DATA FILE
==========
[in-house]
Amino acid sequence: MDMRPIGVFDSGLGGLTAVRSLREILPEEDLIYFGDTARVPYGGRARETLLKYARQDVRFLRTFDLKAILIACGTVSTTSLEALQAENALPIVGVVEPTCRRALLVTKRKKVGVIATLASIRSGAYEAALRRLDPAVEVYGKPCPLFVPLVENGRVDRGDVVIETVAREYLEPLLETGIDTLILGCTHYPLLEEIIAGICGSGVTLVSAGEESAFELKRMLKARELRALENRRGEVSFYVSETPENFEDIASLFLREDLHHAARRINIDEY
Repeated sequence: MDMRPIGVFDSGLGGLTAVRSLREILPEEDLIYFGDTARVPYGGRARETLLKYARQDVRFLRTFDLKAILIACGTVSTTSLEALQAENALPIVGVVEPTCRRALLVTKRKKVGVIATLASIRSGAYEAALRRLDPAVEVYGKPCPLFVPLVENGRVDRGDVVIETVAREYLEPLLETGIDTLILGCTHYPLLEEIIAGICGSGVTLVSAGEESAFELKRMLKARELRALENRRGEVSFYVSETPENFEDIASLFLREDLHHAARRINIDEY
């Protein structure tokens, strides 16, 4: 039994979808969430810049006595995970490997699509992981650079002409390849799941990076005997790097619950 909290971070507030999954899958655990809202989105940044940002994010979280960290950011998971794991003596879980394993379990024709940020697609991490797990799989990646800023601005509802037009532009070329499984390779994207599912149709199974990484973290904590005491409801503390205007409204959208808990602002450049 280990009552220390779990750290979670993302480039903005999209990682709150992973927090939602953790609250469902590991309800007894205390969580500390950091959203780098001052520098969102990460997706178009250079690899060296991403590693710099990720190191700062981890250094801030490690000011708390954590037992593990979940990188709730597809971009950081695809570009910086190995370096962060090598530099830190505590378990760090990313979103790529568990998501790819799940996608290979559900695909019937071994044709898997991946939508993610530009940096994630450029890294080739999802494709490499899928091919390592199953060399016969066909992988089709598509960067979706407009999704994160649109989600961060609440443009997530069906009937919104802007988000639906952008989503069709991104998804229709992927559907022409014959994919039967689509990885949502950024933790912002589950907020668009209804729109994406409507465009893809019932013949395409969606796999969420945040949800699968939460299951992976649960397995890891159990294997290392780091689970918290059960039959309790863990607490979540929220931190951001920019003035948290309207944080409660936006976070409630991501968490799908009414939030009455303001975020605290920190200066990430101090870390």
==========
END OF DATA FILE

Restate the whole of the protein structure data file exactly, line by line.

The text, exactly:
[in-house]
Amino acid sequence: MDMRPIGVFDSGLGGLTAVRSLREILPEEDLIYFGDTARVPYGGRARETLLKYARQDVRFLRTFDLKAILIACGTVSTTSLEALQAENALPIVGVVEPTCRRALLVTKRKKVGVIATLASIRSGAYEAALRRLDPAVEVYGKPCPLFVPLVENGRVDRGDVVIETVAREYLEPLLETGIDTLILGCTHYPLLEEIIAGICGSGVTLVSAGEESAFELKRMLKARELRALENRRGEVSFYVSETPENFEDIASLFLREDLHHAARRINIDEY
Repeated sequence: MDMRPIGVFDSGLGGLTAVRSLREILPEEDLIYFGDTARVPYGGRARETLLKYARQDVRFLRTFDLKAILIACGTVSTTSLEALQAENALPIVGVVEPTCRRALLVTKRKKVGVIATLASIRSGAYEAALRRLDPAVEVYGKPCPLFVPLVENGRVDRGDVVIETVAREYLEPLLETGIDTLILGCTHYPLLEEIIAGICGSGVTLVSAGEESAFELKRMLKARELRALENRRGEVSFYVSETPENFEDIASLFLREDLHHAARRINIDEY
């Protein structure tokens, strides 16, 4: 039994979808969430810049006595995970490997699509992981650079002409390849799941990076005997790097619950 909290971070507030999954899958655990809202989105940044940002994010979280960290950011998971794991003596879980394993379990024709940020697609991490797990799989990646800023601005509802037009532009070329499984390779994207599912149709199974990484973290904590005491409801503390205007409204959208808990602002450049 280990009552220390779990750290979670993302480039903005999209990682709150992973927090939602953790609250469902590991309800007894205390969580500390950091959203780098001052520098969102990460997706178009250079690899060296991403590693710099990720190191700062981890250094801030490690000011708390954590037992593990979940990188709730597809971009950081695809570009910086190995370096962060090598530099830190505590378990760090990313979103790529568990998501790819799940996608290979559900695909019937071994044709898997991946939508993610530009940096994630450029890294080739999802494709490499899928091919390592199953060399016969066909992988089709598509960067979706407009999704994160649109989600961060609440443009997530069906009937919104802007988000639906952008989503069709991104998804229709992927559907022409014959994919039967689509990885949502950024933790912002589950907020668009209804729109994406409507465009893809019932013949395409969606796999969420945040949800699968939460299951992976649960397995890891159990294997290392780091689970918290059960039959309790863990607490979540929220931190951001920019003035948290309207944080409660936006976070409630991501968490799908009414939030009455303001975020605290920190200066990430101090870390």